DIRECTOR Luca Guadagnino CAST Dakota Johnson, Tilda Swinton, Mia Goth, Chloë Grace Moretz, Angela Winkler
PLOT American Susie Bannion (Johnson) escapes her austere Mennonite family life by heading to Berlin to join the exclusive Helena Markos Dance Company. When she arrives, the school is in turmoil: one of the students has gone missing and the teachers are being accused of witchcraft.
WHEN THE FIRST whispers of a Suspiria remake made themselves heard, the internet was aghast. No one could believe that someone would have the audacity to have a stab at Dario Argento’s 1977 classic. How could they? The director’s use of eye-popping colour and grisly ultraviolence, all accompanied by prog-rocker’s Goblin’s cacophonic sonic assault on the senses, were legendary. Suspiria was untouchable, a horror holy grail. Who would dare go near it?
A lauded Oscar nominee, it turns out. After a couple of year’s in development hell, including a first draft by David Gordon Green who went on to helm the current Halloween sequel, the bad blood has dried and Call Me By Your Name helmer Luca Guadagnino is now bravely wielding the directorial blade.
Guadagnino lays down his intentions to go a different route right out the gate with his self-described “homage”, which mercifully doesn’t take the carbon copy approach that blighted Gus Van Sant’s dreadful Psycho. Where Argento’s garish gorefest’s terrifying opening sees a girl’s arrival in Rome turn into a kaleidoscopic trip to hell, Guadagnino opens his film in a less flashy and far more dour fashion. He also wisely takes the original’s admittedly slight storyline and repositions it in a 1977 Berlin living in the shadow of The Wall and Baader-meinhof. It’s grey, miserable and sombre, all beautifully captured by cinematographer Sayombhu Mukdeeprom to the tune of Radiohead singer Thom Yorke’s mesmerising score.
Guadagnino’s homage is also more interested in the dance teachers involved in this witches brew than any underlying occult mystery.
This is a film about the rise and power of womanhood; the fact that they are witches is never in any doubt. To hammer the point home the predominantly female cast includes Tilda Swinton taking on three roles, two under heavy latex, and one of which is the male lead. Apart from the ethereal Madame Blanc, she plays octogenarian psychiatrist Dr. Jozef Klemperer. It’s a casting stunt that avoids distraction due to the brilliance of Swinton’s performance. And by taking the role, a tortured soul haunted by the death of his wife Anke and the only outsider who knows the truth about the school, the character is emasculated, thus giving strength to the rest of the ensemble. Of those Dakota Johnson gives a career best performance as Susie Bannion while Mia Goth as Sara, Chloe Grace Moretz as Patrica and Elena Fokina playing Olga all excel.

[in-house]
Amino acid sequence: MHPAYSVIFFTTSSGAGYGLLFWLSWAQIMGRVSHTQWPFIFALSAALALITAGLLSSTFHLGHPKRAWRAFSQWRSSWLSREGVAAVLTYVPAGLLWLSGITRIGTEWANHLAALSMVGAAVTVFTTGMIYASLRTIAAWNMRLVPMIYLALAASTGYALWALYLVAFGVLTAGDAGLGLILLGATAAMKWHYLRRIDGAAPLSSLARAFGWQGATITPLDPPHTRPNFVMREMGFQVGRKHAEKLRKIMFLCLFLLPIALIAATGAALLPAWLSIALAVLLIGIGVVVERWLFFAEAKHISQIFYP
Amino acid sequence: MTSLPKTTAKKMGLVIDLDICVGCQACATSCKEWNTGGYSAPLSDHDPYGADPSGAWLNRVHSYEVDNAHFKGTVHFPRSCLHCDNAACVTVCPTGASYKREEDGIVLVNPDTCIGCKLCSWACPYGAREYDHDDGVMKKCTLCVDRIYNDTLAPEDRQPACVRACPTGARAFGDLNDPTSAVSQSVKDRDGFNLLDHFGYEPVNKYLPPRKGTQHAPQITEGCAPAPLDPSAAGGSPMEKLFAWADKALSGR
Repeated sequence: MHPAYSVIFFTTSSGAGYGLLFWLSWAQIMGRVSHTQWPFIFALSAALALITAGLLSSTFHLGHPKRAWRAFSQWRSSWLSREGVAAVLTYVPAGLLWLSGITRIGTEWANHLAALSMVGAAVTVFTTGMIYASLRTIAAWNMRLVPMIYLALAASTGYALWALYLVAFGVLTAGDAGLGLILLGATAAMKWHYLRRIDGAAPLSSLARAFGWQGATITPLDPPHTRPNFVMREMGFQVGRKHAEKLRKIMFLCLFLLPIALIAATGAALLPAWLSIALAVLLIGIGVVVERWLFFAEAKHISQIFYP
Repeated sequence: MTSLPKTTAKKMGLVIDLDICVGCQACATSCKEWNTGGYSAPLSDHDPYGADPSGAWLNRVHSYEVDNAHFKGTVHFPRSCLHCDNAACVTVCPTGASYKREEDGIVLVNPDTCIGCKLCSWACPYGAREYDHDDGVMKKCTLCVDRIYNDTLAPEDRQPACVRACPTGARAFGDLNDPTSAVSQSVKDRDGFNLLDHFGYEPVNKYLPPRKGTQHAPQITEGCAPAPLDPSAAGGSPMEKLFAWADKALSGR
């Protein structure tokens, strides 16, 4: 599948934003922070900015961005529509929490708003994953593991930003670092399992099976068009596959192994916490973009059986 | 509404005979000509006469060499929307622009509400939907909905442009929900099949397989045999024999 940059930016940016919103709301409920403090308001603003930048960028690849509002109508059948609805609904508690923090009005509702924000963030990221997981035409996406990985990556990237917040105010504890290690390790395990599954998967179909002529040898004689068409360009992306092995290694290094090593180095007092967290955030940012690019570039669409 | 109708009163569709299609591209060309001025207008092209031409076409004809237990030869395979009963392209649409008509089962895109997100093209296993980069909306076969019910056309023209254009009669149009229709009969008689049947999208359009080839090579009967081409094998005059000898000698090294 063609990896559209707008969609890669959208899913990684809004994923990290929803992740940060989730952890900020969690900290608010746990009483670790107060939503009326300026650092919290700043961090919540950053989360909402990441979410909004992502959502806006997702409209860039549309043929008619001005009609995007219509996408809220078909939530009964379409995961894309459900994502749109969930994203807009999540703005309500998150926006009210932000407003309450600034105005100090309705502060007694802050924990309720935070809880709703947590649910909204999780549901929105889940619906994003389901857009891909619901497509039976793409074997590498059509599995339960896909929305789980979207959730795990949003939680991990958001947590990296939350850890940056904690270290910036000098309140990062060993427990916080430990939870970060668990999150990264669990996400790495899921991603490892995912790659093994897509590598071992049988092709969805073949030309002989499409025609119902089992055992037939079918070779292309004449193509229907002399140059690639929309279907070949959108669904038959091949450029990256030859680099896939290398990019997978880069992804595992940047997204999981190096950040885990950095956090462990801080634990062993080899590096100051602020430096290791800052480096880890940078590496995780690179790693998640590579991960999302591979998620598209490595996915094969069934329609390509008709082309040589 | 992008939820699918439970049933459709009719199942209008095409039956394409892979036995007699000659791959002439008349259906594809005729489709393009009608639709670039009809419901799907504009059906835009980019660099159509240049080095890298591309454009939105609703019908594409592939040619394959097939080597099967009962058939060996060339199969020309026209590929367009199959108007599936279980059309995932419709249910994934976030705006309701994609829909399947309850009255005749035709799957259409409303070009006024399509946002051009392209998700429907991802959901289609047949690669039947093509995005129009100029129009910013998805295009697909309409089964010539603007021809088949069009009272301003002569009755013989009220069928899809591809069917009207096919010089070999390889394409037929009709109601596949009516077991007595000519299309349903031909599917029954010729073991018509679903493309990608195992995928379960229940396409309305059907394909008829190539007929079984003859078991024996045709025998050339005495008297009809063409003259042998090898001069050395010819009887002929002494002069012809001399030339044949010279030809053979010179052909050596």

The violence is brutal. When a terrified Olga tries to leave the school she finds herself alone in a mirror-walled dance studio, her body becoming linked to Susie’s who is aggressively dancing in the studio next door. As Susie dances, Olga is flung violently across the room, her body contorting and her muscles stretching as bones agonisingly snap and skin becomes stretched and bruised. It’s a distressing and genuinely disturbing sequence as tears, saliva and urine replace the typical horror movie blood-sprays. Much like the double-murder that opens Argento’s version, it unnervingly telegraphs the wickedness to come.
Guadagnino is a proven auteur with an uncompromising vision. He has taken a film sacred to many and produced a cerebral but pestilent “cover version” of the Argento classic. Much like Gaspar Noe’s equally brilliant and distressing Climax, the director juxtaposes the beauty of dance with hideous imagery. This isn’t horror, at least not as we know it. Rather it’s a long and often torturous experience that will repulse many while it teeters on the precipice of pretension. But that appears to be Guadagnino’s aim: a horror film that plays to the arthouse and grindhouse with ease. And that, it transpires, is a bewitching concept indeed. DAVID MICHAEL BROWN
VERDICT Enter expecting to see a carbon copy of the Dario Argento original and you will be sorely disappointed. Go willing to be challenged by a director at the top of his game and Suspiria delivers in bloody spades.
The girls should’ve never danced near nana’s ball of yarn.